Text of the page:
For example, an electric-powered greensmower with a fully charged battery pack (10.77kWh) uses 70 percent of its energy to cut all 18 greens. This means around 7.5kWh will be taken from the batteries.

Most chargers are 90 percent efficient, so to charge the battery back to full capacity means it will take around 8.29kWh from a mains supply – 8.29kWh times £0.29 per kWh equals £2.40 per charge. 

If we take this amount and divide it by the hours taken to cut the greens (say, three hours), we get an hourly running cost of £0.80 per hour. A diesel engine cutting 18 greens, using approximately 5.25 litres of red diesel at £1.09 per litre, would cost around £1.91 per hour.

What’s the difference in efficiency between lithium-ion batteries and combustion engines?

When it comes to efficiency, there are significant differences between an electric machine and a petrol or diesel alternative.

A petrol engine is approximately 40 percent efficient and diesel around 60 percent efficient at converting fuel into mechanical energy. This is because a large proportion of the available energy is wasted as heat and there are also additional losses of the hydraulic system.

On the other hand, an electric motor can be over 85 percent efficient at converting electrical energy into mechanical energy.

How do combustion engines differ mechanically from electric-powered engines?

A combustion engine/hydraulic machine is a three-step process: first, chemical energy from fuel is converted to mechanical energy, which is then converted to hydraulic energy (flow and pressure); this is then changed back to mechanical energy at the hydraulic motor. Every time the energy is converted, more losses are introduced.

An electric machine is only a two-step process: the battery’s chemical energy gets converted to electrical energy, which is then converted to mechanical energy at the motor.

What do these differences mean for running costs?

Some of the cost savings of electric versus combustion engine/hydraulic machines are down to how the energy is used: an electric machine only uses energy when one of the systems is doing work. If it’s standing still with the key on, very little energy is used – just a small amount to run the control system.

However, on a combustion engine/hydraulic machine, as long as the engine is running, the hydraulic pumps are always pushing oil around the machine’s circuits, even if it is standing still and no work is being done. This can use a considerable amount of fuel just to run the system over the machine’s lifetime.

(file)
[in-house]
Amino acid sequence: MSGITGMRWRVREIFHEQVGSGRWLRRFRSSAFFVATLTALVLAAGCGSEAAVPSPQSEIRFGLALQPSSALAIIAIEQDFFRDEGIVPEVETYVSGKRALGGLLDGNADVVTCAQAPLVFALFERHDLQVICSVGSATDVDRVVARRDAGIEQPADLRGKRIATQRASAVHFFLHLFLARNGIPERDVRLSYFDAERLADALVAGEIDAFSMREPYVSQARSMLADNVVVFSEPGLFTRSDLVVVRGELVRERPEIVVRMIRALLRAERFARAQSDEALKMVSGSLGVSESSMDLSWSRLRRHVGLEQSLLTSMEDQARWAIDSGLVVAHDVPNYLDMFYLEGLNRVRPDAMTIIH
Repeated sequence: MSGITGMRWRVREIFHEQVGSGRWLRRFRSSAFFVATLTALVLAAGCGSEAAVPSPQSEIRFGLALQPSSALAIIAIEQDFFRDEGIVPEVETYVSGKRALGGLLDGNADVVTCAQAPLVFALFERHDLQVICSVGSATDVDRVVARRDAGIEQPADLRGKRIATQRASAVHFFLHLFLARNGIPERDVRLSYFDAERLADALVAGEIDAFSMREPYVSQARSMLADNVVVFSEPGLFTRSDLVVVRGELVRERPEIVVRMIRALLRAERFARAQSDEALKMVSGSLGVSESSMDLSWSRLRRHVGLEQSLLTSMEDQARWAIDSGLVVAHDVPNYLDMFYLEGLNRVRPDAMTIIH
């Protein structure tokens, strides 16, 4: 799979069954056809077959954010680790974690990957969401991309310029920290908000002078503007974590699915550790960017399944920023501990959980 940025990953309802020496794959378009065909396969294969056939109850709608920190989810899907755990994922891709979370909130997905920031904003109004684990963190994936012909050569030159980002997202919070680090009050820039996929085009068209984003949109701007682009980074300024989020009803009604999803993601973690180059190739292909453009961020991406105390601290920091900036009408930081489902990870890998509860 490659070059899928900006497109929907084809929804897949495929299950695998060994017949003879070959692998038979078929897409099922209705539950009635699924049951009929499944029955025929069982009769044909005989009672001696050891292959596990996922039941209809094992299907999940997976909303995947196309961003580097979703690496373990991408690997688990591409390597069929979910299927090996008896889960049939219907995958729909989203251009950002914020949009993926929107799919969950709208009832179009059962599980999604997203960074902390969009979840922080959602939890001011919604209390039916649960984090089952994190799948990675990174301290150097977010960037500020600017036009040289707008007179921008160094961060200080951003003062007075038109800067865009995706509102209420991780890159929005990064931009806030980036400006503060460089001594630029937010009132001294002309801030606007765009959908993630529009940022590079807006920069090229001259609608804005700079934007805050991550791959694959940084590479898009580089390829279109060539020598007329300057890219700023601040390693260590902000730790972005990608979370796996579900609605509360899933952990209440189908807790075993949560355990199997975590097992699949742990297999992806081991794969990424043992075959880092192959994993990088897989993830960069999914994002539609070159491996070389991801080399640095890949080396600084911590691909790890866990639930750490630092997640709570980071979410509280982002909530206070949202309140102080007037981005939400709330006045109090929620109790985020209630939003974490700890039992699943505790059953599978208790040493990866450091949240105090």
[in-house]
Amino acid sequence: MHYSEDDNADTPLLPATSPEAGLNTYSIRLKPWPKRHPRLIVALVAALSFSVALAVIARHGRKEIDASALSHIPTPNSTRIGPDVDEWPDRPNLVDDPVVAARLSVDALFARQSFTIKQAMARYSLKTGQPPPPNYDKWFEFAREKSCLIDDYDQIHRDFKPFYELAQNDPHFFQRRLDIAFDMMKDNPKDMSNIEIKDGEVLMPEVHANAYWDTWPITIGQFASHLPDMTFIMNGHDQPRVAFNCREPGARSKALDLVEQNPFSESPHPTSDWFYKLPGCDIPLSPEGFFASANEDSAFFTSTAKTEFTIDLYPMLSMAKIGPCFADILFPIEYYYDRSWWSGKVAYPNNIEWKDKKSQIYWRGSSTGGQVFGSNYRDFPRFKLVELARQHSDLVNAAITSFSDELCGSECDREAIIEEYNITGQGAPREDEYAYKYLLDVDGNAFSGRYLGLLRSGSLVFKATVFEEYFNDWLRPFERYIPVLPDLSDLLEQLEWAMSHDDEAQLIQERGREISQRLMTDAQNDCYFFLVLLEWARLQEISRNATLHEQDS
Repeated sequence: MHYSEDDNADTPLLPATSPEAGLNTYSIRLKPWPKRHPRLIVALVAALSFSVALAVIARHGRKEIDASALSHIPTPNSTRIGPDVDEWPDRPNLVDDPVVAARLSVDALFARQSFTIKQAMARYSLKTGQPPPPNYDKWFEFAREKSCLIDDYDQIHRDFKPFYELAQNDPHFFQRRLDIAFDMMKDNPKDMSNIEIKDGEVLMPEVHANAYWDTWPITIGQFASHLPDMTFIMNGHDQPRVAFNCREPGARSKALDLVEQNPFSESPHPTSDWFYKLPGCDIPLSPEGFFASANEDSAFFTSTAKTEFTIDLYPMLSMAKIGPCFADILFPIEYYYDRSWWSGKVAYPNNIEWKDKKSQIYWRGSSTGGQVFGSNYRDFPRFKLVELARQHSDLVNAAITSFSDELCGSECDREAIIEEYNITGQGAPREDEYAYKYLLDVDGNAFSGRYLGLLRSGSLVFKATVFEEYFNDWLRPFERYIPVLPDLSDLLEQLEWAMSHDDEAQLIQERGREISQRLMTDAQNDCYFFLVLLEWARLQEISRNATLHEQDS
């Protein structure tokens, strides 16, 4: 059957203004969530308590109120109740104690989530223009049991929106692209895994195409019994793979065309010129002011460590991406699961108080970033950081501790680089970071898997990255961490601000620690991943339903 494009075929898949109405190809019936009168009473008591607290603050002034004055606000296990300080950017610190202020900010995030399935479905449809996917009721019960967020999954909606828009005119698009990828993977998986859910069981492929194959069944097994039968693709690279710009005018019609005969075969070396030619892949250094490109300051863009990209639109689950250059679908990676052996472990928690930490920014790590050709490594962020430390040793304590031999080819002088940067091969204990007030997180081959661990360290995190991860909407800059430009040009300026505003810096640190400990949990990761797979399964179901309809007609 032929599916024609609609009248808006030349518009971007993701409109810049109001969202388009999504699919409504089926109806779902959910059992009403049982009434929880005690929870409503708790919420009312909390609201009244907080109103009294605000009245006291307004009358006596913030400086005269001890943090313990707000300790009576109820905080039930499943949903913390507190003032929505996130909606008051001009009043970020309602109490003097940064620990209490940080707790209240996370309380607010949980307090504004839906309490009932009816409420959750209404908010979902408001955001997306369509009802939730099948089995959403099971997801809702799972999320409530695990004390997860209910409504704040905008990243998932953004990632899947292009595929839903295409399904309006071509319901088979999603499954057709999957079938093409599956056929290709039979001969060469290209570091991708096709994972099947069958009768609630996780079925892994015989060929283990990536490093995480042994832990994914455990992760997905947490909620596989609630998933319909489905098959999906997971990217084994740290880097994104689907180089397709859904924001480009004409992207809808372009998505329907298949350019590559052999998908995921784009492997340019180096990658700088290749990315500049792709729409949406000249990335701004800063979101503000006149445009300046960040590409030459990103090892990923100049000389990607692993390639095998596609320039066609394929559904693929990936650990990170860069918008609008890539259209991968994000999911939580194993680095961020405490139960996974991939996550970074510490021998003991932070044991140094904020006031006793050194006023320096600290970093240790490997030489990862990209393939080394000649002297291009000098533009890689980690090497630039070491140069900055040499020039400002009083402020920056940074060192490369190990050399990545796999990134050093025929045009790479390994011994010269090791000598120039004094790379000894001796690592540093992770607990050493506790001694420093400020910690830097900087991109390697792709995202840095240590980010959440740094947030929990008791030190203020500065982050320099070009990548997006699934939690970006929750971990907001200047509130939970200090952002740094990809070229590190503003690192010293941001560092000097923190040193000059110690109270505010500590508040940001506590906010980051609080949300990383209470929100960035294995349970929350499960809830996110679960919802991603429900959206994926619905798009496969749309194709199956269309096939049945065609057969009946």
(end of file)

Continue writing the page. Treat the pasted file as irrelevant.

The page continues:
What kind of maintenance can I expect with electric-powered turfcare machinery?

When it comes to maintenance costs, electric machines don’t have motor oil, spark plugs, or filters to change – all they require is maintenance of cutting units to keep the machine in optimal condition.

Diesel mowers, on the other hand, have a lot more moving parts and therefore require more maintenance, servicing, and repairs. Of course, in time the battery in an electric mower will need replacing, but with a lifetime of approximately seven years (depending on operating conditions), this is a small price to pay.

How will the push towards electric machinery affect the turfcare industry?

Taking all of this into account, the upshot is that electric machinery, although usually more expensive to buy upfront, boasts lower running and maintenance costs. And these will even out some of the costs of ownership in the long run.

It’s also worth considering that the purchase price will likely come down even more in the years to come as these units and their components become more and more common. And, with increase in demand and technological advancements, there will soon come a time when this cost will rival those of current diesel machines, making that initial investment no longer a problem.

Reesink eTriFlex 3370 on a golf green.

Why you should consider Toro’s electric machinery options

Toro launched its first hybrid option back in 2011 with the Toro Greensmaster TriFlex Hybrid 3420 riding greensmower, but its breakthrough came in 2020 with the Greensmaster eTriFlex 3370: the industry’s first lithium-ion battery powered ride-on greensmower.

Being one of the quietest ride-on greensmowers on the market, it allows customers to respond to business demands for increased revenue by cutting earlier and therefore delivering earlier surface availability to customers.

It has become a firm favourite and will likely continue to be a staple in many greenkeeping businesses all over the world.

Since then, Toro has made new electric turfcare machinery and vehicle options available, including the Toro Workman MDX Lithium and the Toro Groundsmaster e3200. Toro continues to invest in research and development to expand its range, all of which will not only make your business more sustainable but also more productive.